Follow step-by-step instructions to create a Donate button and donation page that’s functional and well-designed out of the box. Follow the prompts to customize images, donation amounts, and instructions to your donors.
The Donate SDK provides a great solution for enabling donations on a static site. Once your donation page is set up, you don't need to be an advanced web developer to add donations to your website. PayPal provides all of the code needed to add the Donate button and the direct link to your donation page.
To check if your account is eligible to integrate the Donate SDK, log in to paypal.com/donate/buttons. If you can see the options to create a new donation page, you’re good to go for live donations.
If you can get to this page you can create a Donate button and accept donations on your live website
If you have a PayPal Developer account and you would like to follow along, you can still create a donation page in the sandbox. Log in to sandbox.paypal.com/donate/buttons with your sandbox credentials to start the flow to create a Donate button. For this example, I’m using my sandbox business account but a personal account will work as well.
PayPal Developer account holders can create a Donate button in the sandbox environment
For help with setting up a PayPal Developer account and accessing your sandbox accounts, see the Sandbox accounts documentation on the PayPal Developer site.
There are four steps to setting up your hosted donation button and payment page. In each step there are a number of options to turn on or off.
Here you have the options to display your logo, upload a banner image, and add an inspiring message to your donation page. In this step, you choose to display your donation page as a fullscreen experience or a pop-up.
In this step, you choose the currency and amount for donations. It can be an exact amount, any amount, or 3 options, plus any amount. You can let the donor make it a monthly donation, donate more to offset fees, or donate to specific programs.
The payment page is the last page a donor will see before completing the transaction. In this last step, you can choose to collect donor mailing addresses, accept notes from donors, and whether to send visitors back to your site if they cancel or complete a donation.
For the demo site, I created three similar home pages with different ways to add a Donate button. For two of the home pages I used the code that PayPal provided. For the third page, I created my own button with CSS and linked it to my donation page.
For the complete donation flow, open the website using the button on the embedded replit or use the links from the list below.
- Home page with CSS button, full page payment
- Home page with PayPal button, pop-up payment
- Home page with custom hosted button image, pop-up payment
- Cancel page
- Completed donation page
I created three pages to show adding a Donate button with three levels of visual customization.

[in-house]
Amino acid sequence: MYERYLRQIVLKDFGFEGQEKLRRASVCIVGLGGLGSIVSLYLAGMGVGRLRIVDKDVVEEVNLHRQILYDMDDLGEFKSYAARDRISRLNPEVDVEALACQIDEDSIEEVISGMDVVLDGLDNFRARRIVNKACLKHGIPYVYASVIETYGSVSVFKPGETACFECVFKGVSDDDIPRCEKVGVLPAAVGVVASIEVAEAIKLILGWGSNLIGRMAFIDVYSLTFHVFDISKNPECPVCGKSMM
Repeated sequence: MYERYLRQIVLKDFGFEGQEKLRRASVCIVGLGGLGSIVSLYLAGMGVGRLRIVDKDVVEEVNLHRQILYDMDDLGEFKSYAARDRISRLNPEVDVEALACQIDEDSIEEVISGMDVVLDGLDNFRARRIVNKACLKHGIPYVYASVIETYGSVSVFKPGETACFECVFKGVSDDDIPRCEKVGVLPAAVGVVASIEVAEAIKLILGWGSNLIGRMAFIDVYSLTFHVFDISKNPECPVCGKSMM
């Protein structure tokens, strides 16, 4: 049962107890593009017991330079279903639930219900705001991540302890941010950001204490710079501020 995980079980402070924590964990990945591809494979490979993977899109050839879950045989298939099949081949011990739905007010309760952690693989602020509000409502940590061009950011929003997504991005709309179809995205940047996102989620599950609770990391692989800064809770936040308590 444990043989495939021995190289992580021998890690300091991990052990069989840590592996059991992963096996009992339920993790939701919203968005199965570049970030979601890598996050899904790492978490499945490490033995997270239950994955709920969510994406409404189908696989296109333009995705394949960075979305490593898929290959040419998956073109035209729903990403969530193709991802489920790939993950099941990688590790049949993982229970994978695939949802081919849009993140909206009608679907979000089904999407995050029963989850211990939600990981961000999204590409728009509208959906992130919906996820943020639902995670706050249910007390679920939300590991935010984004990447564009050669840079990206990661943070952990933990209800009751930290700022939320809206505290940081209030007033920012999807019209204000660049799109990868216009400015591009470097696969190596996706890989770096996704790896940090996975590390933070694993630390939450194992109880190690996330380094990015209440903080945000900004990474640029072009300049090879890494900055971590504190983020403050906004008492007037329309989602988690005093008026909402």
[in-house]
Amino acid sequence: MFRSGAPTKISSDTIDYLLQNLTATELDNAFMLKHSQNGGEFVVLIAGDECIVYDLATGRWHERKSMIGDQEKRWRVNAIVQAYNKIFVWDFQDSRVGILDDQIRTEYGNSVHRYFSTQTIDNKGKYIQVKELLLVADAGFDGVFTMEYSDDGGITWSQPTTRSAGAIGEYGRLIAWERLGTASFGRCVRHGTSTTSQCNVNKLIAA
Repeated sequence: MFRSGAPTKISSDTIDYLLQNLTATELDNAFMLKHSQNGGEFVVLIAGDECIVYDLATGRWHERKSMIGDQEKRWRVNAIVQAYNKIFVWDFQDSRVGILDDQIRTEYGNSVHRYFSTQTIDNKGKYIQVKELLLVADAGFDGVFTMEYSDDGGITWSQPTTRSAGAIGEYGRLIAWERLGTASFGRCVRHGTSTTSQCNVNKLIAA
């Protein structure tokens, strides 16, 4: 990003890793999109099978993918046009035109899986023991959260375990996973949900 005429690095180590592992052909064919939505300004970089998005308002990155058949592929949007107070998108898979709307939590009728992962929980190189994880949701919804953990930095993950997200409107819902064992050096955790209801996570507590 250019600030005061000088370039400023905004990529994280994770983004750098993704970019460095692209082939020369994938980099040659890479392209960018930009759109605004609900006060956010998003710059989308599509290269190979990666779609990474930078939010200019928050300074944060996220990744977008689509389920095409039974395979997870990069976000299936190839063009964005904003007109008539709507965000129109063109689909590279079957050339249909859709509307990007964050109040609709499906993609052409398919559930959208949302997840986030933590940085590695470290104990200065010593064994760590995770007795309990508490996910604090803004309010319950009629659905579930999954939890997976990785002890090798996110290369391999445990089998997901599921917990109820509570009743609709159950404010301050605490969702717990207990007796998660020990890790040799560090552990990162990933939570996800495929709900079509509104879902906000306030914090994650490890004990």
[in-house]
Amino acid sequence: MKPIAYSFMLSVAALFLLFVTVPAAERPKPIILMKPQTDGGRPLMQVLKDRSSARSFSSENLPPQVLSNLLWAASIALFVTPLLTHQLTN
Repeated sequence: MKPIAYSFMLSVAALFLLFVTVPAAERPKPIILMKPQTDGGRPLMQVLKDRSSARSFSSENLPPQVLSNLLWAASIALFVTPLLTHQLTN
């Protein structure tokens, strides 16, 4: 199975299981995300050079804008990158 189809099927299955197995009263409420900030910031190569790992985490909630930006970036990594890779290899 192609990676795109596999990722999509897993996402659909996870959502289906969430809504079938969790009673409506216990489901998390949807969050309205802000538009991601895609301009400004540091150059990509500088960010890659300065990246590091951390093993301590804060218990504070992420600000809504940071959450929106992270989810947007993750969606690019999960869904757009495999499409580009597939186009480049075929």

The simplest option is to take the code and Donate button image that PayPal provides and paste it into your website HTML.
PayPal will also host a button image that you upload in the first step of customizing your button. It's not mentioned but it's best to make sure that the image is less than or equal to
300px wide before you upload because the rendered button has a max-width of
300px. This is more work than using the PayPal designed button because you have to create a button image that will look good when it's rendered.
The example with a CSS donate button links to the donation page URL that PayPal provides. This requires some custom CSS and HTML because PayPal doesn't give you code for CSS buttons.
I like using a CSS donate button most because it's the easiest to customize. I might want a snazzier button with animations and hover states. We don't get that level of customization with the Donate SDK hosted button.
With PayPal's hosted buttons, I didn't like the way my uploaded image rendered as a button and I wasn't sure how to make it look better. I don't love the look of the default buttons, specifically because the "large" button is still very small. I'd like to see buttons provided in the style we see on the actual donation page.
If you want the simplest way to add donations to your website without writing any code, go with the standard, gold, PayPal Donate button and use the pop-up experience.
If you want to customize your button, create it with CSS or SVG, then use the donation page link that PayPal provides. You will lose the option for a pop-up, but the full-page experience is functionally the same.
For a low-code implementation, the Donate SDK does everything it needs to do without a lot of fuss. If that's what you need for your website, I recommend that you give it a try.
If you decide to add donations to your website using PayPal's Donate SDK, let me know in a comment or tweet. I'd love to see it.
Cover Photo by Markus Winkler